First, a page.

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Florida Gulf Coast's Dajuan Graf, from left, Eddie Murray and Brett Comer celebrate after winning a third-round game against San Diego State in the NCAA college basketball tournament in Philadelphia.

If history hadn't long ago declared otherwise, you might think after this weekend's NCAA Tournament games that Dr. James Naismith invented the game of basketball not in Springfield, Mass., but on a beach in Florida while on vacation.

Florida. Miami. Florida Gulf Coast.

Florida ... Gulf ... Coast?

Yes, Florida Gulf Coast, which beat Miami by 12 in the regular season and now faces Florida in this weekend's Sweet 16 in the monstrous arena just north of Dallas some know as Jerry's World.

After watching the fifteenth-seeded Eagles soar past second-seeded Georgetown in Friday's second round before blowing up San Diego State in Sunday night's round of 32, Boss Gator Billy Donovan might wish he could play the NBA's Dallas Mavericks rather than the first No. 15 seed to reach a regional semifinal.

"We tried to scrimmage them before the season," said FGCU coach Andy Enfield on Sunday. "Now we've got our shot."

All logic says that Enfield will get his shot at whatever open job he covets -- college or NBA -- as soon as the Eagles' season ends. Partly because of this current magical run. Partly because of that earlier win over Miami. Partly because he just might be, as others have stated the past 48 hours, the most interesting man in the world.

Or do you know anyone else who's been a success on Wall Street, coached in both the NBA as a shooting coach and the Atlantic Coast Conference as an assistant after playing his college ball at Johns Hopkins and, oh yeah, married a New York supermodel, despite smoothly wooing her with Taco Bell on their first date, which was an NIT game, of all things, between Virginia and St. John's?

"She stuck with me," Enfeild said of his first date with Amanda. "I got her a nice burrito, we sat behind the bench and I figured if she still liked me after Taco Bell and a basketball game ..."

See. Pretty interesting.

Another quote from Enfield to make you further wonder if the beautiful Amanda is really the mother of their three young children, or rather some Stepford Mom robot:

"What a sacrifice she made ... from flying all over the world to do fashion shoots to move to Tallahassee, Fla., which is a nice place, but it's not New York, it's not Milan, it's not Sydney and it's not Paris."

But from those days as an assistant at Florida State he somehow wound up in Fort Myers at FGCU a couple of years ago, where his team has swiftly become really good, even if you may never have heard of Sherwood Brown, Chase Fieler, Eddie Murray, Brett Comer and company.

Think a college fraternity team that can throw it down like Phi Slama Jama and you have some idea of what it's like watching FGCU, easily the most entertaining team left.

To that end, when asked about how he disciplines his team, Enfield said, "[If you don't listen to the coaches], you won't get fed tonight and you'll go to bed early."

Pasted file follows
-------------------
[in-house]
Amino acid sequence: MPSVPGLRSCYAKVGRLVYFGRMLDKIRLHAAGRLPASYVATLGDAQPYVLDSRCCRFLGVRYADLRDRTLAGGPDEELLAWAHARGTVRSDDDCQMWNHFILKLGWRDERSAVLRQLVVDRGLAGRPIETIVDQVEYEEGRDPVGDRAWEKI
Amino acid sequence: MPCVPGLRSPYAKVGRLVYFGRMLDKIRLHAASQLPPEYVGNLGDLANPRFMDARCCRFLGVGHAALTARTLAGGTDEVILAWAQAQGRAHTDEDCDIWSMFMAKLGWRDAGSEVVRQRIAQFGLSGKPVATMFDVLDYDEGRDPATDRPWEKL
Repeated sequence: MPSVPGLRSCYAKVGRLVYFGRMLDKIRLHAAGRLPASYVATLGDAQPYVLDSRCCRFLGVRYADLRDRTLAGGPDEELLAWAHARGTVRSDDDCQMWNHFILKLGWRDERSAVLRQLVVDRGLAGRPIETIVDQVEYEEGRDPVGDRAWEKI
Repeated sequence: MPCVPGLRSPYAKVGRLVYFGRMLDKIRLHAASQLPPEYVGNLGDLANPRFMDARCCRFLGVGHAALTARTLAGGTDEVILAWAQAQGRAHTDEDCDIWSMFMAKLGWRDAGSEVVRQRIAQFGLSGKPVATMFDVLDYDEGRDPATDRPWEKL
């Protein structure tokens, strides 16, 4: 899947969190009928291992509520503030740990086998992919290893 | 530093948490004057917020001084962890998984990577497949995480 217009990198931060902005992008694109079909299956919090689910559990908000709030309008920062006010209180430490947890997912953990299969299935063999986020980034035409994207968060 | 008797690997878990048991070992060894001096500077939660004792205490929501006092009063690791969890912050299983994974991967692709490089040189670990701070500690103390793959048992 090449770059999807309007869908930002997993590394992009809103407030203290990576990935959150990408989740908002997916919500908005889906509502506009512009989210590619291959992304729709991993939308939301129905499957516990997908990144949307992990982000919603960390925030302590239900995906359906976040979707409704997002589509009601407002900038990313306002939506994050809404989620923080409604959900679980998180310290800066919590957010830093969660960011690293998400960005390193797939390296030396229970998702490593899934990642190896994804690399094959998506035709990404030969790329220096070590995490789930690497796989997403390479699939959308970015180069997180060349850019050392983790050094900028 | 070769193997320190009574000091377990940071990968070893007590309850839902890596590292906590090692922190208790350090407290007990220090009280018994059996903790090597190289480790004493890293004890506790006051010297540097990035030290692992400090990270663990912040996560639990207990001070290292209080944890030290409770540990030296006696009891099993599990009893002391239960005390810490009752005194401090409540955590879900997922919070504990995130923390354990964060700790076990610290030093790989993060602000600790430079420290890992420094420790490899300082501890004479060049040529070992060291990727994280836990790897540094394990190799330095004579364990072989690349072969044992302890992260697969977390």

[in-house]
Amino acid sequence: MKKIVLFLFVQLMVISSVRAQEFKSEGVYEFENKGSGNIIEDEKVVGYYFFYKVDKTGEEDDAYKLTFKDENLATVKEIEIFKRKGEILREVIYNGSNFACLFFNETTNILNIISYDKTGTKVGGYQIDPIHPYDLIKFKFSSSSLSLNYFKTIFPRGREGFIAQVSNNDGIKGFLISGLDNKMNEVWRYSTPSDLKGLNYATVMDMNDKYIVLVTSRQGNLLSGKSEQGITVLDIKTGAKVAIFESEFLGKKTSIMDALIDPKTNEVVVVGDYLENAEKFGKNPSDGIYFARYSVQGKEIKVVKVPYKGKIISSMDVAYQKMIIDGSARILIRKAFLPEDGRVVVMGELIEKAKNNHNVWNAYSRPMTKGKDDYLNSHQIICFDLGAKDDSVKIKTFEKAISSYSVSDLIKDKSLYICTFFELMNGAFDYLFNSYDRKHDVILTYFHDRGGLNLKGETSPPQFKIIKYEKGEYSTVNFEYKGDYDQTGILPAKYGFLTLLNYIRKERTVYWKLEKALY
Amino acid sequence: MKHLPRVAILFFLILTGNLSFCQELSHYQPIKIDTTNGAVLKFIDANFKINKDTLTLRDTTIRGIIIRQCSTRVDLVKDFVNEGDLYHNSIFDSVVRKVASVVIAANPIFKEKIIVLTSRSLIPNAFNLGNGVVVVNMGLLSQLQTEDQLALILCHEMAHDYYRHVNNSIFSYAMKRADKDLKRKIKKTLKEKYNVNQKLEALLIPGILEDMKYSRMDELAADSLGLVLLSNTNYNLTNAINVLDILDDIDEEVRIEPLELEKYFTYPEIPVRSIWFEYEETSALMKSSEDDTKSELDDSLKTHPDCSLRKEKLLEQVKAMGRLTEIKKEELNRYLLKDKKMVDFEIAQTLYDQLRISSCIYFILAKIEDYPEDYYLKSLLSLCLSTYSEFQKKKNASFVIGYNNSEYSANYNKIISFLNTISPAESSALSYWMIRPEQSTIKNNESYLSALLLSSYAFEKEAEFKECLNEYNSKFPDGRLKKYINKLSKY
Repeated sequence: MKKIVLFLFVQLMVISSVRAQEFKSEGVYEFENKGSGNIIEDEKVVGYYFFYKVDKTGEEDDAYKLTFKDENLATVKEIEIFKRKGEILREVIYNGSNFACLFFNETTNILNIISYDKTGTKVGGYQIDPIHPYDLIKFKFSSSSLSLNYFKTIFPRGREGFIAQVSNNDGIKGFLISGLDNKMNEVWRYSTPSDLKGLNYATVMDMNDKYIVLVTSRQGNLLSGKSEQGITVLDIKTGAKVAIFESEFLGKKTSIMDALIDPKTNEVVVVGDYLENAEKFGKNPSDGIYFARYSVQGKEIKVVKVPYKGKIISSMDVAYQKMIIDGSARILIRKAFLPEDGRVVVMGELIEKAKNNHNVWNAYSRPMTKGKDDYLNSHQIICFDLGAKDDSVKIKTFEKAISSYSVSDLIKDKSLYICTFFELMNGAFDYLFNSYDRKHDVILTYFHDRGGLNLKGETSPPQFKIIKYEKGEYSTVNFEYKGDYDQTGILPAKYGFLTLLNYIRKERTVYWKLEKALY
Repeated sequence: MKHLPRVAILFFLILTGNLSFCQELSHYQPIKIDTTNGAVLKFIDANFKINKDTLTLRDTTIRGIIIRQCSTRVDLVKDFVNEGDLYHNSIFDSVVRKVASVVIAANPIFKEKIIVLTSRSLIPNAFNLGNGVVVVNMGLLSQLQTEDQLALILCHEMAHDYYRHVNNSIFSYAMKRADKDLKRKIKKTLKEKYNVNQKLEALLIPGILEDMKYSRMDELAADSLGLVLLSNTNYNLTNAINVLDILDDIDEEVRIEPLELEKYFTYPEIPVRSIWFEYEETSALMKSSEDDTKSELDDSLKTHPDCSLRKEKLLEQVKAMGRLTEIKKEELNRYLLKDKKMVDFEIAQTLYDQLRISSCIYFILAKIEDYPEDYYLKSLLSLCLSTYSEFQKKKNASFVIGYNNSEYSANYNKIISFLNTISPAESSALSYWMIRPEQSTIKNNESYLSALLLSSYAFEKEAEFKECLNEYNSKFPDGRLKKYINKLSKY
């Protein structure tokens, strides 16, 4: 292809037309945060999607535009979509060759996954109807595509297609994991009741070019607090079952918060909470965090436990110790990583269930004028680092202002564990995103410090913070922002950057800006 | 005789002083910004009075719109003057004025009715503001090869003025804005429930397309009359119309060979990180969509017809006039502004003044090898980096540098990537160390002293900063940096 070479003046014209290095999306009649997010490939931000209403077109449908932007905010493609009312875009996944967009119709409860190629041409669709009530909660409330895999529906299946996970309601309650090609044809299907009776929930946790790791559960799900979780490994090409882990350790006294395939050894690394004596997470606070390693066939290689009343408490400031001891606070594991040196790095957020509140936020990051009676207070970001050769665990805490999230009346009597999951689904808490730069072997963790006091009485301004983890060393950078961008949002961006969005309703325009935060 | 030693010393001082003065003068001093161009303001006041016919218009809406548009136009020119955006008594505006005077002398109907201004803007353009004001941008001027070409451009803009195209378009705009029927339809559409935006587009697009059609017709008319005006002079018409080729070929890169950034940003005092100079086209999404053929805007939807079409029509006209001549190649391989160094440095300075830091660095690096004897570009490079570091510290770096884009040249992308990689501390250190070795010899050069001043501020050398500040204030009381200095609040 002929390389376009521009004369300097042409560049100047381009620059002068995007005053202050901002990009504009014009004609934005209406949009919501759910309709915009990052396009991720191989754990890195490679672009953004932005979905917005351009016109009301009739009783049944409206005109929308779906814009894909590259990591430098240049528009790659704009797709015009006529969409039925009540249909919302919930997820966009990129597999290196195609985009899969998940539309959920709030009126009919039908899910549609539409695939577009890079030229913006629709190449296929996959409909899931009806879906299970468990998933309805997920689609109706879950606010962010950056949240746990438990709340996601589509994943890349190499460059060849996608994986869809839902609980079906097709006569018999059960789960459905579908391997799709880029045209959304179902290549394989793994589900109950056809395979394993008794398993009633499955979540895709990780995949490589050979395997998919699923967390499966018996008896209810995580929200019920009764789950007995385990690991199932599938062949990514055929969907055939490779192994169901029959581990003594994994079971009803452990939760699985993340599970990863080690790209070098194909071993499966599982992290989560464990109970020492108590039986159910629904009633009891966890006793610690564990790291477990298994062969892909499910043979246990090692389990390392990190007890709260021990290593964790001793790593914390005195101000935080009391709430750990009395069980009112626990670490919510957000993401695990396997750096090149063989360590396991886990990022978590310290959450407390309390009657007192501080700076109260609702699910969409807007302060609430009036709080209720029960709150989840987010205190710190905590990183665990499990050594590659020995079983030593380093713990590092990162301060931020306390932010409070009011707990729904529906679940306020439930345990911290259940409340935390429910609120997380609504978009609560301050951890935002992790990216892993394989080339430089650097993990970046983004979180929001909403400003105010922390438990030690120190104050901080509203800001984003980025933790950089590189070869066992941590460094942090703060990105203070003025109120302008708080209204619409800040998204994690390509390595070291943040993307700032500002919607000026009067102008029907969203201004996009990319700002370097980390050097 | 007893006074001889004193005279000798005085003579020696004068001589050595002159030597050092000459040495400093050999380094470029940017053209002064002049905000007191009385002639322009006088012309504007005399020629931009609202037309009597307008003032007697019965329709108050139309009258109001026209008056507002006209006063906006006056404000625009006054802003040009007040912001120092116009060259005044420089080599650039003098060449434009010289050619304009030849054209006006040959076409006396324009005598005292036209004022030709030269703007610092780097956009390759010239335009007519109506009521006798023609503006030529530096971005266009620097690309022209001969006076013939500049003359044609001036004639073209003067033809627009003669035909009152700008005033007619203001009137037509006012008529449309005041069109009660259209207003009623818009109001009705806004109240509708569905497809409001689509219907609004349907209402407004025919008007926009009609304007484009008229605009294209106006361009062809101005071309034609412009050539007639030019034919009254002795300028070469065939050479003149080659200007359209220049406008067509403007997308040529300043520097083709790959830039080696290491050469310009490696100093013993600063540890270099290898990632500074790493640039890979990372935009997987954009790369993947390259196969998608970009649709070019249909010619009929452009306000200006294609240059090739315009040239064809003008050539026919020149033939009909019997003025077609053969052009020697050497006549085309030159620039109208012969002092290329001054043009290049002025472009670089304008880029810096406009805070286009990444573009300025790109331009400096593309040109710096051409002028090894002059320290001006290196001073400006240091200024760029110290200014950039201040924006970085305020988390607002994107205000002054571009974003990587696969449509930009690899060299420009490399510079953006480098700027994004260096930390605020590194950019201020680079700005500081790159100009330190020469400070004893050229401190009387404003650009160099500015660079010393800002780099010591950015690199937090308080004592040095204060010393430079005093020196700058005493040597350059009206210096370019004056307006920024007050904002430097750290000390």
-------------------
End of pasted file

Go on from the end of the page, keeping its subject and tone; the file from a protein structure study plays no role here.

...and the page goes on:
Not that any Tennessee Vol basketball fans willing to identify themselves are likely to cheer for Florida Gulf Coast. The Eagles are the only reason Mercer wasn't in the NCAA instead of the NIT, much to Tennessee's chagrin. Florida Gulf Coast won the Atlantic Sun Conference tourney, forcing the Bears to be content with that other tournament.

But the whole weekend was pretty interesting, from a few blown officials' calls (Just ask any Iowa State fan today about its loss to Ohio State) to the tournament's wise embrace of Big East and Big Ten teams, to its less admirable love affair with the Mountain West, whose five schools are all gone.

Never mind that more than a few brackets are in ruins. Or that more than one school will shout "My kingdom for a made free throw" throughout the summer. (Are you listening, Ole Miss?)

What's certain is that No. 1 seeds Kansas and Louisville were correctly seeded, fellow No. 1 Indiana may yet be and No. 1 Gonzaga once more proves that history does matter. The Zags haven't gotten past the round of 32 for four straight years. At some point, history matters. You know all that stuff about those who can't learn from the past are doomed to repeat it.

The BCS doesn't mind looking at past bowl performances to judge whether a league is deserving of retaining an automatic berth. Why can't the NCAA admit that a league or school that repeatedly can't advance past the round of 32 might at least deserve a lower seed?

Yet the tournament is really about the players, which brings us to Ohio State point guard Aaron Craft, who hit the shot of this tournament when his 3-pointer a half-second ahead of the horn sent home Iowa State on Sunday afternoon.

An Ohio native, Craft was asked if he'd dreamed of this scenario as a young kid in his backyard, counting down two seconds, one second, shoot.

Said Craft, "Everybody knows I'm a defensive guy. I was probably in the backyard thinking three, two, one, take a charge."

Needless to say, Craft always gets fed and he never has to go to bed early.